• Commercial General Liability and Pollution Liability insurance policies may respond in a situation where an individual alleges they were infected with the coronavirus while on the insured’s property. The burden of proof would be with the injured party to prove causation and associated damages.
  • Directors and Officers
    • Directors and Officers policies may provide coverage for the costs and liabilities arising from shareholder lawsuits alleging that the company failed to act reasonably and plan appropriately in response to the coronavirus. Examples of this may include a failure to create adequate supply chains or failing to reveal financial risks that would result in financial loss to the organization.
  • Employment Practices
    • Employment Practices liability policies may provide coverage if claims are submitted as a result of sick leave and other human resource-related policies associated with the company’s coronavirus response plan.

Construction / Industrial / Healthcare

How does COVID-19 affect my company’s workplace safety obligations?

  • For now, OSHA and its state partners are viewing COVID-19 as implicating standards for General Industry (29 CFR 1910), Subpart J – General Environmental Controls, Subpart Z – Toxic and Hazardous Substances, and  Recordkeeping / Reporting.  Importantly, COVID-19 is a recordable illness if a worker is infected as result of performed work-related duties.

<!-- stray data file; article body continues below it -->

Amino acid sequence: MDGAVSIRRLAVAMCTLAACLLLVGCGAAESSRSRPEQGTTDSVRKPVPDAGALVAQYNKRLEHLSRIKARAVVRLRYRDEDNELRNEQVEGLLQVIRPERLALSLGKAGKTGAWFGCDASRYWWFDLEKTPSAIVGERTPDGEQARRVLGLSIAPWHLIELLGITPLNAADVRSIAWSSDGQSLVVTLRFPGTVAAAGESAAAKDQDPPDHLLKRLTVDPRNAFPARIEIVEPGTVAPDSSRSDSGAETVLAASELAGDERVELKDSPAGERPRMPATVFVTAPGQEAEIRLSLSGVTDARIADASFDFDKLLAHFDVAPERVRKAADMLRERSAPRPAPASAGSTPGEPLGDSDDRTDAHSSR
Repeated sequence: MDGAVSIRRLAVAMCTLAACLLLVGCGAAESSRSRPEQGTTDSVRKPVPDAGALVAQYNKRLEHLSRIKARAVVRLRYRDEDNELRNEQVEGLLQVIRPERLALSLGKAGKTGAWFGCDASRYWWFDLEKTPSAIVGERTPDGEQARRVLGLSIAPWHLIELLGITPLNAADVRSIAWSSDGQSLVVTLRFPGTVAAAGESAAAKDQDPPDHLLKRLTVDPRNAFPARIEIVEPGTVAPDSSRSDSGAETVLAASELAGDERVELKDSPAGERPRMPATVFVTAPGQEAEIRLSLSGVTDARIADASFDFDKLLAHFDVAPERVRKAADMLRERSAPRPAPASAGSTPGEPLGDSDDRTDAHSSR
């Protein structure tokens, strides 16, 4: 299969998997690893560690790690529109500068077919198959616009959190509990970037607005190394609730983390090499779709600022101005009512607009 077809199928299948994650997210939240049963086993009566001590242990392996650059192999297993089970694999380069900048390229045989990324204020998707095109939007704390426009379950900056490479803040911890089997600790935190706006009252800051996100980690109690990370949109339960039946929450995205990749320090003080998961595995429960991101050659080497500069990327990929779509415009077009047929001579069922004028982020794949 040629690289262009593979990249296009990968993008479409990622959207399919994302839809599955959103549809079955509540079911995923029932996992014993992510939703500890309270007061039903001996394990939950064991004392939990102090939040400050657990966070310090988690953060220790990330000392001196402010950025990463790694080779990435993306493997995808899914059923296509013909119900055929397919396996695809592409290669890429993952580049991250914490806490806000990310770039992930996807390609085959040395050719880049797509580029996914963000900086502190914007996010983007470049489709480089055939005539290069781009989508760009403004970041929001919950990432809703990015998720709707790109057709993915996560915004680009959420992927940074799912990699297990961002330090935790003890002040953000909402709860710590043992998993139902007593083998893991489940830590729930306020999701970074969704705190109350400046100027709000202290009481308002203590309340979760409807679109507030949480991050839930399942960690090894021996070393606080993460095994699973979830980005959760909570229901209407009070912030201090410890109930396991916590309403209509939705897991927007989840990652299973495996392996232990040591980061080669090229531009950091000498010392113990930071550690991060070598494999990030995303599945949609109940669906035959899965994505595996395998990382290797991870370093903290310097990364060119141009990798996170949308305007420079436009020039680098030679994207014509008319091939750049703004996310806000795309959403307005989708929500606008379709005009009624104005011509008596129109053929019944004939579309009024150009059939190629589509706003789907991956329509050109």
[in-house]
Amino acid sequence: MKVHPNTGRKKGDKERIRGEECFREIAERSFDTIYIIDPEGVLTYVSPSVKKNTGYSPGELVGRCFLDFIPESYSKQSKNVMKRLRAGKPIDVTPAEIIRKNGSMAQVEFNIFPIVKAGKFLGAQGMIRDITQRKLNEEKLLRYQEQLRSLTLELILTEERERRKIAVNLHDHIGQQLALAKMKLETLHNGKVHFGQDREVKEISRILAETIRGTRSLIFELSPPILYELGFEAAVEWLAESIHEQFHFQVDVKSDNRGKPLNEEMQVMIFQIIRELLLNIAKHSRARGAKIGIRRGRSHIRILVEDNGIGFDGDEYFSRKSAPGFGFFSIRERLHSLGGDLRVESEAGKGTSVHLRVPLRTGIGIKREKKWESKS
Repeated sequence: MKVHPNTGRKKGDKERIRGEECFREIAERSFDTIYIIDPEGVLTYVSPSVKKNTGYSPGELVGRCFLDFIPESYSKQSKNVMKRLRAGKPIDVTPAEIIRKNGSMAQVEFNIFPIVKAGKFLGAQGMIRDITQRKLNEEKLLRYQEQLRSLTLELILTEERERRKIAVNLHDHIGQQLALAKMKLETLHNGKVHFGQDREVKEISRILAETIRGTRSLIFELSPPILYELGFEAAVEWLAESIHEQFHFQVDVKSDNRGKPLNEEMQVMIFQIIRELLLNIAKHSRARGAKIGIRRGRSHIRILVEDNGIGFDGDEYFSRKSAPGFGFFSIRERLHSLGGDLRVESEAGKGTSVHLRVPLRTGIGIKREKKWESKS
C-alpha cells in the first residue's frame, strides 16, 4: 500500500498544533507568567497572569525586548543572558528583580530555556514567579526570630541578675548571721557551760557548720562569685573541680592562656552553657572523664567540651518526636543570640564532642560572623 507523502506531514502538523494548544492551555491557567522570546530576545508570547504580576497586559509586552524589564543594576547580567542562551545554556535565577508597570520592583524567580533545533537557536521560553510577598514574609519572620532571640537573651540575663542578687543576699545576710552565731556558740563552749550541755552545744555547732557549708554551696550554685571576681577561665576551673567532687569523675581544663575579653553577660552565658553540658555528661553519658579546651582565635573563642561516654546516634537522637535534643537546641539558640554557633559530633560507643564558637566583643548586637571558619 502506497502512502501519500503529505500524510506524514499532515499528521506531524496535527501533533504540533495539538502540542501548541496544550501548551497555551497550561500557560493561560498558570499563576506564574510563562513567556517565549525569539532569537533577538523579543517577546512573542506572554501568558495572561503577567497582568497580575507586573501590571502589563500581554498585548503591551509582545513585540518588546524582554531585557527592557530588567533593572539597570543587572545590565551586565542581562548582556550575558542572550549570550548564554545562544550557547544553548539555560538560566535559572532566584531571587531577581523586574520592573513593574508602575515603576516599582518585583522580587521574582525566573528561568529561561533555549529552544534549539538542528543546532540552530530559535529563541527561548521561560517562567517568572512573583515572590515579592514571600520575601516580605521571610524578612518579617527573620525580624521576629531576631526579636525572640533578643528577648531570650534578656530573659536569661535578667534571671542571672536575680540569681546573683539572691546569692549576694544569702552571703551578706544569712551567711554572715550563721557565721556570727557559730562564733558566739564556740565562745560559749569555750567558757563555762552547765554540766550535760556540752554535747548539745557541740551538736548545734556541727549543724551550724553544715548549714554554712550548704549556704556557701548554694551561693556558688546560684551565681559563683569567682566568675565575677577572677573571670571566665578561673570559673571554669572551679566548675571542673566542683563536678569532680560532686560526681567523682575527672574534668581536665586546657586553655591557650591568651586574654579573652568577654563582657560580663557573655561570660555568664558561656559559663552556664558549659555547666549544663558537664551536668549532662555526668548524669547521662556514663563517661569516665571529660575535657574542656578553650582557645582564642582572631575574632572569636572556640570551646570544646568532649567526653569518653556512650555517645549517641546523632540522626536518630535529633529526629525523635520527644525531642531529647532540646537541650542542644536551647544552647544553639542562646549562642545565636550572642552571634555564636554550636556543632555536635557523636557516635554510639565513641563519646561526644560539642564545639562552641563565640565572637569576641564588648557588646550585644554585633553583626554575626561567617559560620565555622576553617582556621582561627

Occupational Safety and Health Administration (OSHA)

What steps can I take as an employer to prevent the spread of COVID-19?

  • Develop an Infectious Disease Preparedness and Response Plan
    • Stay up to date with guidance from federal, state, and local health agencies and incorporate those recommendations and resources into workplace-specific plans.
    • Plans should consider and address the level of risk associated with various worksites including:
      • Where and how workers might be exposed to COVID-19;
      • Non-occupational risk factors at home and in community settings;
      • Workers’ individual risk factors; and
      • Controls necessary to address those risks.
    • Plans should also consider recommendations from appropriate agencies regarding development of contingency plans for situations that may arise as a result of outbreaks such as:
      • Increased rates of worker absenteeism;
      • Need for social distancing, staggered work shifts, downsized operations, remote services, and other exposure-reducing measures;
      • Options for conducting essential operations with exposure-reducing measures; and
      • Interrupted supply chains or delayed deliveries.
    • Prepare to Implement Basic Infection Prevention Measures
      • Employers should implement hygiene and infection control practices including:
        • Providing alcohol hand rubs (at least 60% alcohol) and implementing hand washing stations and frequency procedures;
        • Encouraging respiratory etiquette;
        • Encouraging sick workers to stay home and identifying and sending home sick workers who come to work;
        • Providing customers, public, and employees with trash receptacles;
        • Exploring policies such as flexible worksites, flexible work hours, or other practices to encourage social distancing
        • Prohibiting employees from sharing materials, rooms, or equipment unless thorough sanitizing practices have been implemented that meet manufacturer’s instructions for use of all cleaning and disinfection products; and